Within- and between-day associations between children’s sitting and physical activity timeReport as inadecuate

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BMC Public Health

, 15:950

First Online: 23 September 2015Received: 19 May 2015Accepted: 16 September 2015DOI: 10.1186-s12889-015-2291-3

Cite this article as: Ridgers, N.D., Timperio, A., Cerin, E. et al. BMC Public Health 2015 15: 950. doi:10.1186-s12889-015-2291-3


BackgroundThe objective of this study was to examine whether increased levels of sitting time and physical activity in one period within-day or on one day between-day were predictive of lower levels in these behaviours in the following period or day among children.

MethodsChildren aged 8–11 years from 8 primary schools located in Melbourne, Australia, wore an activPAL for 7 consecutive days n = 235; 53 % boys. Sitting, standing and stepping time were derived for each day and for specific periods on weekdays and weekend days. Multilevel analyses were conducted using generalised linear latent and mixed models to estimate associations between temporally adjacent values i.e. pairs of days; pairs of periods within-days between the outcome variables.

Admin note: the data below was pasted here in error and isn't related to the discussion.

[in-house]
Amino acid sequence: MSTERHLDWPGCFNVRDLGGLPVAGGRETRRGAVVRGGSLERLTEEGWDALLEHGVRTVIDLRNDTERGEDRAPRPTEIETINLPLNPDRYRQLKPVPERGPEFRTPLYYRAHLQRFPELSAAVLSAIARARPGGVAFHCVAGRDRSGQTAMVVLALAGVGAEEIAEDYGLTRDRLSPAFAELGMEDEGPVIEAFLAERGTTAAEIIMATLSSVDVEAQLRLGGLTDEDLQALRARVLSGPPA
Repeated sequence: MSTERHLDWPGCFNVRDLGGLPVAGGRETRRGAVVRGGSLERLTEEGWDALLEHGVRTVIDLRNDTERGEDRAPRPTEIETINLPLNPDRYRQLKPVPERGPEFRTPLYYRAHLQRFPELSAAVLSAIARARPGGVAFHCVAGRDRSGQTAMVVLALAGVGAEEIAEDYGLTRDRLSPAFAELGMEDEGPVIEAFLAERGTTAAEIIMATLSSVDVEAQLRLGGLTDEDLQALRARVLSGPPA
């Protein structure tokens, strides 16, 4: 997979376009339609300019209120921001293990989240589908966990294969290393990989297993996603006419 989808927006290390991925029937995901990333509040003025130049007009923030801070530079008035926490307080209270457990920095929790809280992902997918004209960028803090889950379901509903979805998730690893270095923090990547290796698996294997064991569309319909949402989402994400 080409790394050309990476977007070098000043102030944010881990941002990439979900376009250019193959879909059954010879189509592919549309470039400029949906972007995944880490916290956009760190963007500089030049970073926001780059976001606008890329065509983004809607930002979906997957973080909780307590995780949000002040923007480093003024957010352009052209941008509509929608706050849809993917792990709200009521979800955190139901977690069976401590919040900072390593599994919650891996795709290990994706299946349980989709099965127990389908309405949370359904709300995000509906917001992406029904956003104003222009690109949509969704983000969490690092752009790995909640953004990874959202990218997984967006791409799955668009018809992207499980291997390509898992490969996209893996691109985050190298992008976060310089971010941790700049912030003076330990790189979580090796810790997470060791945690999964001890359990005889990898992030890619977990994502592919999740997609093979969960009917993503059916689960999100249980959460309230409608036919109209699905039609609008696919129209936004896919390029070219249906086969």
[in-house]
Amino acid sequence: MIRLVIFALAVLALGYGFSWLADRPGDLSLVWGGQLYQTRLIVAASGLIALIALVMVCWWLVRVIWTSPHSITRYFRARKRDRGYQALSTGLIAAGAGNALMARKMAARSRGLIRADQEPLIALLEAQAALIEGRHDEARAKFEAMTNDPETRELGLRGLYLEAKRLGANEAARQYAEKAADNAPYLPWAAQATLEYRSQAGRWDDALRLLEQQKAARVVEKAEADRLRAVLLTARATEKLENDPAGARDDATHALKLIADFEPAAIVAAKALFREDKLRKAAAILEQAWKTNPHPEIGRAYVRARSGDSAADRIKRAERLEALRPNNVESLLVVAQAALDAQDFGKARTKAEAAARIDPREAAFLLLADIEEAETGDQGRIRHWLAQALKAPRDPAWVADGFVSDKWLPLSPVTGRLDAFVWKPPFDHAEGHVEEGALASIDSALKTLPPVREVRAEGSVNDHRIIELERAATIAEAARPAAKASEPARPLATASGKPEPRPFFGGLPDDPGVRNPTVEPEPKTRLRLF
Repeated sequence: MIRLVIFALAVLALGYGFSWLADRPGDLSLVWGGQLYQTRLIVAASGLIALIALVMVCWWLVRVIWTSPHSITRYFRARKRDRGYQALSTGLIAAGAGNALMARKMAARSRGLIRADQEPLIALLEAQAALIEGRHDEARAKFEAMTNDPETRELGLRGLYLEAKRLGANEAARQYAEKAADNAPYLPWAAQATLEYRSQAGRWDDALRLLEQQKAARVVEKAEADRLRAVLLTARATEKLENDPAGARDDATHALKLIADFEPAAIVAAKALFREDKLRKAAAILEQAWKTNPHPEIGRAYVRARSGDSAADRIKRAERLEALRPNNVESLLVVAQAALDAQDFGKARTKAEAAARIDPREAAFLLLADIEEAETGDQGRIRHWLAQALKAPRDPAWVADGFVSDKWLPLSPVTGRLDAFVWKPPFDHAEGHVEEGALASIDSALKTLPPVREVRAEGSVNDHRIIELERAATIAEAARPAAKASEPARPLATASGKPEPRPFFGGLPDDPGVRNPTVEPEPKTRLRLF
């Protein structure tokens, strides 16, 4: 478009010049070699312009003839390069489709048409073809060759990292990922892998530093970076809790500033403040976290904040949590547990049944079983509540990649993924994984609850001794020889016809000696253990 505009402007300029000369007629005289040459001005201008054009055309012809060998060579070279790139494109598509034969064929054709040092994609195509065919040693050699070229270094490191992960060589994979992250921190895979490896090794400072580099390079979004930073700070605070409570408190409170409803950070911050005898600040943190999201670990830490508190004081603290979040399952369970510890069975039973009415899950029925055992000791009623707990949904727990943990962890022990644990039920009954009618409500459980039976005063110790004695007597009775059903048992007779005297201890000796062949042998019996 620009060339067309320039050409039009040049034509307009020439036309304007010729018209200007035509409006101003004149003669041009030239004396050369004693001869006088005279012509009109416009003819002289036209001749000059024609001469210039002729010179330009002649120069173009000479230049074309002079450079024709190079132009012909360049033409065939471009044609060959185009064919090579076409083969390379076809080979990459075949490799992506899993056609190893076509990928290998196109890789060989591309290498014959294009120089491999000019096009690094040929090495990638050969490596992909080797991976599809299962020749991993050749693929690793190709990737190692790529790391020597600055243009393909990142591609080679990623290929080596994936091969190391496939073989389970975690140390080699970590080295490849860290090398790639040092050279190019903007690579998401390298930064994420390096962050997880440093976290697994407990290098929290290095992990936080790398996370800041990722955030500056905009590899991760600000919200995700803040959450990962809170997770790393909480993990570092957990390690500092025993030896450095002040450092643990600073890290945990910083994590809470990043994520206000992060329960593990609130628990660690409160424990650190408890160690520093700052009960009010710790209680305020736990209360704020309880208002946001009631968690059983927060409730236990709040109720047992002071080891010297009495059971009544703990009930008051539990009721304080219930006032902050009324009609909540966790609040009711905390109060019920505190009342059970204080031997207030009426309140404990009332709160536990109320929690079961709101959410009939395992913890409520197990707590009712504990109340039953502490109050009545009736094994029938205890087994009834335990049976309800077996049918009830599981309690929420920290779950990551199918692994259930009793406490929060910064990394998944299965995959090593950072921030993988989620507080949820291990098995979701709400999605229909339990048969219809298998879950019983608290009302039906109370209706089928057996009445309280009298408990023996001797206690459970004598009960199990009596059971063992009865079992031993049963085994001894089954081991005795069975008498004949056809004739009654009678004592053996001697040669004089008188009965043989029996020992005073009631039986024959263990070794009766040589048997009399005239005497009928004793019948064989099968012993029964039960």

ResultsSignificant associations were observed between temporally adjacent days and periods of the day. On any given day, an additional 10 min of stepping was associated with fewer minutes of stepping ~9 min; 95 % CI: −11.5 to −6.2 min and standing 15 min; 95 % CI: −18.8 to −11.1 min the following day. Greater time spent sitting during one period, regardless of being a weekday or weekend day, was associated with less time sitting and more time standing and stepping in the following period.

ConclusionsThe direction of the results suggest that children appeared to compensate for increased sitting, standing, and stepping time both within- and between-days. The implications of such associations for the design and delivery of interventions require consideration.

KeywordsActivitystat hypothesis Accelerometry Sedentary behaviour Youth  Download fulltext PDF

Author: Nicola D. Ridgers - Anna Timperio - Ester Cerin - Jo Salmon

Source: https://link.springer.com/

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